The Leopard Prince

The Raven Prince

The Serpent Prince

To Seduce A Sinner
by Elizabeth Hoyt
(Forever, $6.99, R) ISBN 0446-40692-9
To Seduce A Sinner is an entertaining story and the reader won’t be disappointed if they pick up this book.

The story opens as a hung-over Jasper Renshaw, Viscount Vale sits in the vestry of the church while his bride-to-be begs off just minutes before the wedding. It seems she has met a curate and has fallen in love. When she exits, another woman enters. He remembers her face, because she is a friend of another former fiancée of his, but he can’t remember her name.  She offers to marry him. 

Melisande Fleming is almost an old maid and has no prospects.  She was engaged once, but her fiancé left her for another woman with more money and connections.  Melisande has watched Jasper from afar all these years and has fallen in love with him.  She is sure she can be a good wife and that he will eventually fall in love with her, or at least allow her to love him. 

Jasper agrees and they marry.  Now they have to live with each other. Jasper has secrets and he is sure he can hide his true self from his bride. He lived through the war in America with the French and Indians, barely.  His group was attacked following the harrowing battle for Quebec and the Indians tortured and/or killed most of his men.  He came away unharmed in body but not in soul.  Jasper sleeps on a pallet with his back to the wall and barely sleeps at all. He hates the night. He is also certain that their regiment was betrayed and he is determined to find the traitor and bring justice to his men. 

Melisande, meanwhile, has a past too. She is not a virgin, having given herself to her previous fiancé and is a wanton in bed; Jasper is pleasantly surprised. But she has also had to learn to blend into the wall during the day, as she was never one who stood out.  Jasper finds her intriguing. As with newlyweds, the two have much to discover and find themselves at odds at times. One of the difficulties I had with the tale was the time setting. This story occurred in 1765, yet read like a much more modern tale. Other than the fact they traveled in carriages and used candles, there was little to set the time.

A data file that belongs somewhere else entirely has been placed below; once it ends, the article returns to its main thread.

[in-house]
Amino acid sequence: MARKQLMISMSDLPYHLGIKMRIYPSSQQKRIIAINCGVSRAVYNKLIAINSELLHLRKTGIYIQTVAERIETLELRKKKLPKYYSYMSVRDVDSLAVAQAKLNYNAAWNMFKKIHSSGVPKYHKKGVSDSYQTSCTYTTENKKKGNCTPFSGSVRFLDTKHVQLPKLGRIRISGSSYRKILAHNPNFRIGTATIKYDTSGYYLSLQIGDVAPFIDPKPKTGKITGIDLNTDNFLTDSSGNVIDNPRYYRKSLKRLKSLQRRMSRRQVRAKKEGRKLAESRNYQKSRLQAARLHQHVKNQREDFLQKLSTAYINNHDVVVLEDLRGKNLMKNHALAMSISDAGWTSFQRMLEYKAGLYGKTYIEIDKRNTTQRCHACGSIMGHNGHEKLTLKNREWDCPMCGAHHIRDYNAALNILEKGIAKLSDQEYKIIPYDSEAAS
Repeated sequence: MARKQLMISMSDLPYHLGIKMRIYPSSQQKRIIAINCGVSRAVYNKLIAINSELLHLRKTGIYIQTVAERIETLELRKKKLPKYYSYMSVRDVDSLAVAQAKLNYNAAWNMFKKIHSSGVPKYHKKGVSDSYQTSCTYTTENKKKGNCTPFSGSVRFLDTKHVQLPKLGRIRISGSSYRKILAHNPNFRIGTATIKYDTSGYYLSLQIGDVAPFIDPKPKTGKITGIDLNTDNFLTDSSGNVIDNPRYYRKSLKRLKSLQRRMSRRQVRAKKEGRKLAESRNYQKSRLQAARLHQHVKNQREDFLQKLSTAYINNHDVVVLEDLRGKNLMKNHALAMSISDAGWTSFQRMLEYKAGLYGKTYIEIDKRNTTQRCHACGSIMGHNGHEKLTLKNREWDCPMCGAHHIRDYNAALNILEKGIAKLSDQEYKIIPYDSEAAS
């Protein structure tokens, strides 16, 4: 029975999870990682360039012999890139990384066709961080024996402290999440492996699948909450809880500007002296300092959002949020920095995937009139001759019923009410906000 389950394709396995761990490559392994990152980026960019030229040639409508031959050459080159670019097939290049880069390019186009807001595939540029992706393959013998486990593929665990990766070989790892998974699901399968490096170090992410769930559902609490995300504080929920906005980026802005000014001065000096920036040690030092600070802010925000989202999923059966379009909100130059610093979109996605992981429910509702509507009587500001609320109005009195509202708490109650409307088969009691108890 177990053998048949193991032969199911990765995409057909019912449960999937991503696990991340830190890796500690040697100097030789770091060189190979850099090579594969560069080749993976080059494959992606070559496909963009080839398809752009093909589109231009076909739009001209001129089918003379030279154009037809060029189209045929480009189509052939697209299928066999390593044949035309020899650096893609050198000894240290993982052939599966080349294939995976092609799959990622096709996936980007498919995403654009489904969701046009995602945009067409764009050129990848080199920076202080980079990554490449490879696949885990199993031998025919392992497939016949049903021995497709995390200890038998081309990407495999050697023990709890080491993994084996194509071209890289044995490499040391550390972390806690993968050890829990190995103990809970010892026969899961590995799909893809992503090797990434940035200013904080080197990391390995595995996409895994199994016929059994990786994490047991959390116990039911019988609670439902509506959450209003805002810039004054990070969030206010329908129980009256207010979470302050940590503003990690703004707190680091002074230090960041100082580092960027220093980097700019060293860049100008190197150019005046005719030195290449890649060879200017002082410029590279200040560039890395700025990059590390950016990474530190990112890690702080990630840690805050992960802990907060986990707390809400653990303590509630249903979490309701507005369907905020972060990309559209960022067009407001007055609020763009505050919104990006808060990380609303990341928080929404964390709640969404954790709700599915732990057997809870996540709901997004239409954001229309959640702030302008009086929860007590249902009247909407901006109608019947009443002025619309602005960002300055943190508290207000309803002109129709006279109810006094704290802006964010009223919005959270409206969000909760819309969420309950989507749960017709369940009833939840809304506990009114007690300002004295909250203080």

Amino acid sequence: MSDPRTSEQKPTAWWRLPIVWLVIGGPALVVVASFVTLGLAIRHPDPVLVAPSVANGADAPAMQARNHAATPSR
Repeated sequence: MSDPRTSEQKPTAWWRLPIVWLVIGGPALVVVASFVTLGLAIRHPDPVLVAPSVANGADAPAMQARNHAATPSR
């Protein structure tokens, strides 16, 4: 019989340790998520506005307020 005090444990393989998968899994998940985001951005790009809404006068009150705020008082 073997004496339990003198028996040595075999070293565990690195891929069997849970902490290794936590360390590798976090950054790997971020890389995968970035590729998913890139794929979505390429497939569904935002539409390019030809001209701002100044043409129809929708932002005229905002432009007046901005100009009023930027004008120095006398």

The story moved slowly at times, with little action. There was a lot of internal dialogue by the two that was revealing but not very enervating.  When they were together, the pages flew by, as they bantered and discussed and heated up the pages with their passion.  Their passion was often detailed. The mystery of the traitor is the primary background and the journey takes them to see several of Jasper’s former men including one of his friends, Matthew Horn, and a recluse in Scotland named Sir Alistair Munroe. During these journeys they learn about each other and do indeed fall in love.

There is a nice secondary story involving Mr Pynch, Jasper’s man and Sally Suchlike, Melisande’s maid. This side plot added some humor and was a cute little tale in itself. 

I truly enjoyed their story. Melisande is a strong woman, having had to stand up for herself at times. She is determined to make a good marriage with Jasper and didn’t hesitate to confront him when he needed confronting. Jasper is at times weak and vulnerable but comes on strong when he needs to; his male instincts to protect take over at times.  He is not endearing at first, but as the reader is given insights into his inner struggles, he becomes more sympathetic and hence, loveable. 

To Seduce A Sinner is a bit of a mixed bag, but ultimately, it’s a solid story with an engaging romance.    

--Shirley Lyons

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